[NetBehaviour] Overland: Neccessary improvisation->survivable unpleasantness

Ruth Catlow ruth.catlow at furtherfield.org
Mon Sep 14 12:59:35 CEST 2009

Thanks Annie,

for your positive vibes: )
I have certainly come to understand more about my addiction to
electricity. If it is there I have to use it. 

And it does reduce the bandwidth of those 'dives' into reality!


-----Original Message-----
From: anniea <a at bram.org>
To: ruth.catlow at furtherfield.org, NetBehaviour for networked distributed
creativity <netbehaviour at netbehaviour.org>
Subject: Re: [NetBehaviour] Overland: Neccessary
improvisation->survivable unpleasantness
Date: Mon, 14 Sep 2009 10:28:45 +0200

Thanks again Ruth, for sharing all this. Seems like you have been
producing very important documents on today's travel conditions.
It feels like a dive in reality, something I tend to forget.

On Sun, Sep 13, 2009 at 9:20 PM, Ruth Catlow
<ruth.catlow at furtherfield.org> wrote:
        Overland: Neccessary improvisation->survivable unpleasantness
        Back-blogging Sunday 13th September
        (or read with links here
        http://blog.furtherfield.org/?q=node/308 )
        It's an enormous relief to be sitting on the Austrian Railjet
        train for Munich (the seats have power sockets!) after a
        thwarted attempt to enjoy myself for 8 unplanned hours in
        Budapest from 5 0' clock this morning. I've been traveling alone
        for 41 hours now and have about another 23hrs to go if we stick
        to schedule. Traveling is much harder work when you're alone;
        without another person to look out for, or to point out the
        foolishness of certain plans, or to help you make meaningful
        connections between various new experiences. Yes, I am missing
        my loved ones and especially Aileen's company!
        But lets track back.
        One feels safe traveling at speed in a sleeping compartment with
        a lock on the door even if you do start to imagine that the
        trees are alive and reaching out to slap your face through the
        open window as you pass.
        My early arrival in Budapest is not pleasant. After depositing
        my luggage I wander out into the still-dark streets which seemed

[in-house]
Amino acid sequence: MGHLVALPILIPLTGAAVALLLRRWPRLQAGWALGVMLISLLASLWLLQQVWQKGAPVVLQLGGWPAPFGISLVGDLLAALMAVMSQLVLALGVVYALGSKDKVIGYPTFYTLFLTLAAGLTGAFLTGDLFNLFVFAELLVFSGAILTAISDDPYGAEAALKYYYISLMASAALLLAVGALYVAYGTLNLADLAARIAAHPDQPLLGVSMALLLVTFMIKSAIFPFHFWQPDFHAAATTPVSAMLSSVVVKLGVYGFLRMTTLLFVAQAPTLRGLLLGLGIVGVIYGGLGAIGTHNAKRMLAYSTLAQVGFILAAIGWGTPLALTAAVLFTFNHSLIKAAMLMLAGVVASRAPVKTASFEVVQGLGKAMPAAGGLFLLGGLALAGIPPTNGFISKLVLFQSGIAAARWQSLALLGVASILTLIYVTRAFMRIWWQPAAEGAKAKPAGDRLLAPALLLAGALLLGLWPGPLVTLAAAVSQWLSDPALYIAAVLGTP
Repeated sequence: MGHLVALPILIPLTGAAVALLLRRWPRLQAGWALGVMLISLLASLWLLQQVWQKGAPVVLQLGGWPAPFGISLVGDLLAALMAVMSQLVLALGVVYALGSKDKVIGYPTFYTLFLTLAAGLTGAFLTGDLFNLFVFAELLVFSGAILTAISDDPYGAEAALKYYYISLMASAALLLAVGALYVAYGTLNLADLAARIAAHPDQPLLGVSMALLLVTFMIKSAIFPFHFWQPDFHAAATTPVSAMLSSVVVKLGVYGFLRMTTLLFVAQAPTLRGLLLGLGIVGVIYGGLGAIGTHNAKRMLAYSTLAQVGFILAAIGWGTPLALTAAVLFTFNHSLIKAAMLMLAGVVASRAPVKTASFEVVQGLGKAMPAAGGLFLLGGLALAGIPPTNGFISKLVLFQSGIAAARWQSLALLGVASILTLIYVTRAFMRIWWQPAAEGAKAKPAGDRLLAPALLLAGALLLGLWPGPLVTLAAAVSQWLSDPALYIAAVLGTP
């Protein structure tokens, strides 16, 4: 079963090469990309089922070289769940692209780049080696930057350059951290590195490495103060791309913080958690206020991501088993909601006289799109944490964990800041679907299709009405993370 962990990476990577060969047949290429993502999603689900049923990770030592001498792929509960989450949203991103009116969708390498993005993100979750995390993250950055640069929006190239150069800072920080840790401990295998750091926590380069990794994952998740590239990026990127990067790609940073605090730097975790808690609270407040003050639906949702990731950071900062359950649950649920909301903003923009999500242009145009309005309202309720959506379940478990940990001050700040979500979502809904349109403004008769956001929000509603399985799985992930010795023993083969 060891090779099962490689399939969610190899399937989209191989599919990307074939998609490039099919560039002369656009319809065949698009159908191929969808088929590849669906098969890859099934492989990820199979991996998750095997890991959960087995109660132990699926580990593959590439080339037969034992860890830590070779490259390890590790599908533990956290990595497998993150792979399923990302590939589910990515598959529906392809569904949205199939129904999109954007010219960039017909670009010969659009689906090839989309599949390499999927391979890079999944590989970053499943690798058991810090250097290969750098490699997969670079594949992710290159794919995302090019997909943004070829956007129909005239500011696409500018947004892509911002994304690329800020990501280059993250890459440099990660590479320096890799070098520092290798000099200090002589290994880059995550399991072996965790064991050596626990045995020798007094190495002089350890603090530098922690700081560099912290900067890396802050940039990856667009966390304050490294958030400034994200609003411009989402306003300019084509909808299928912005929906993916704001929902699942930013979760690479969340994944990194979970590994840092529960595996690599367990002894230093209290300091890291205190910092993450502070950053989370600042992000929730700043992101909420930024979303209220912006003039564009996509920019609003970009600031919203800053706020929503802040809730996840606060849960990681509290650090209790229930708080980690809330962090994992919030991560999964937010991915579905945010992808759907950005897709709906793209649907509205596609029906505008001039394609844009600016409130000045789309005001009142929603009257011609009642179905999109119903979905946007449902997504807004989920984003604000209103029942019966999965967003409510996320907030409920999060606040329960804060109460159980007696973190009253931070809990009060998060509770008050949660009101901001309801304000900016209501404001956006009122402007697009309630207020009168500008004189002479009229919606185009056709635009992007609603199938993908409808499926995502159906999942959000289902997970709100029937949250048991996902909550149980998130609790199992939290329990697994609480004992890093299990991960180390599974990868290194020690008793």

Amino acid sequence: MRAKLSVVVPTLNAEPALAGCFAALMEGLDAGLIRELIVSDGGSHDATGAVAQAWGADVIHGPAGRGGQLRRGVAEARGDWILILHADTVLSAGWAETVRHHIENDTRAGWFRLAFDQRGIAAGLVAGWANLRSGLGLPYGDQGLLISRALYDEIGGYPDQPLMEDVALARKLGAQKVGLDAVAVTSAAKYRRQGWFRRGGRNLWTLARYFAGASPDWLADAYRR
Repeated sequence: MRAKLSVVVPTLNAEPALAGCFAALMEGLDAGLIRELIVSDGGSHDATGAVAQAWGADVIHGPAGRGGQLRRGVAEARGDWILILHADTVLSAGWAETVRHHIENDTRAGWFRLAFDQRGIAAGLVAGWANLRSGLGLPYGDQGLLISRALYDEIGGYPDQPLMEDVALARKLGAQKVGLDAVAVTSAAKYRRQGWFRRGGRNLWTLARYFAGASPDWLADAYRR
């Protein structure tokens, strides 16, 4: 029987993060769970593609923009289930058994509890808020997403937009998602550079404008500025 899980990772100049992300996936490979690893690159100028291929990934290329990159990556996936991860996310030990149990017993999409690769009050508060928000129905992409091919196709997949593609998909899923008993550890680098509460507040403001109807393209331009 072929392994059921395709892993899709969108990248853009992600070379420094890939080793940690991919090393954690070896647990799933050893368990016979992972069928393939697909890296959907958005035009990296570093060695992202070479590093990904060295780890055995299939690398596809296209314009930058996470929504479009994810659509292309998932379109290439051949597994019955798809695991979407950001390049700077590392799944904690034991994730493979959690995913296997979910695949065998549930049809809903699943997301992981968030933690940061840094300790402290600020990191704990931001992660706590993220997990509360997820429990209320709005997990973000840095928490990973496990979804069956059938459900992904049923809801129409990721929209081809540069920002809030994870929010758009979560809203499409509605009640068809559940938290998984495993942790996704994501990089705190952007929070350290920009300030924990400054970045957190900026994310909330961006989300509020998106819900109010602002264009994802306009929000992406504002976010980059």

to be populated by friendly enough, singing drunks and scary,
        barking dogs chained to lamp posts. I encounter an unlikely
        series of shops selling body building dietary supplements in
        huge tubs, some good looking lingerie, and sports trophies for
        roller-blading, wrestling and horse-riding. Eventually I
        surrender and enter a fast food restaurant (whose name must
        never be spoken) for a plastic breakfast and Internet access. I
        discovered that Budapest's media arts lab, Kitchen was just
        about within walkable distance and at about 8.30 a I set out to
        try and conjure a repeat of the serendipity of my Sophia
        experience of unplanned fun.
        I was tired, The walk was desolate. I kept going in the wrong
        direction. People seemed poor and unhappy (and drunk). Things
        seemed not to have edges where they should. The roads merged
        with building works, paving gave way to sand and gravel. When I
        got to Kitchen 50 minutes later I was met by a friendly American
        artist in residence who gave me a free catalogue. But there was
        nothing to see, (ironically I had missed their big exhibition of
        device art at Ars Electronica last week) he had things to do and
        I was even tireder and hot and sweaty and feeling pointless.
        There are no cafes in view and I wander for a long while,
        wondering whether I will make it back to the station without
        refreshments. Eventually I come to a marquee. A huge tourist
        market full of Hungarian meats, cheeses and cloths and scarfs
        and dolls and caricature American tourists impressively hungry
        for bargains. I think I should eat but all the savoury dishes
        look intimidatingly meaty and fatty so I try the pancake trick
        again, ordering something involving nuts called 'the squirrel'.
        But this time I just feel sick and woozey from all the sugar. I
        think about what would happen if I were to pass out here.
        Blah, blah! It was unpleasant but due to a kind bus driver who
        was imaginative enough to interpret my choo-choo train
        impression and forgive my lack of correct ticket, I get back to
        the station and make it onto the 13.10 Munich bound train. It
        has an electricity socket (so I can rejuice my mobile and text
        again) and air conditioning. It moves smoothly along and
        announcements inform me, in many languages including English, of
        progress towards our destination. All very welcome comforts for
        this exhausted lone traveler.
        We Won't Fly For Art!
        NetBehaviour mailing list
        NetBehaviour at netbehaviour.org

"Coming Out of One's Bubble" Interview with Annie Abrahams and Albertine
Meunier by Cyril  Thomas.

Performance  "if !this=>that" / "si !ceci=>cela", Collection Hiver,
Théâtre D’O,  Montpellier.
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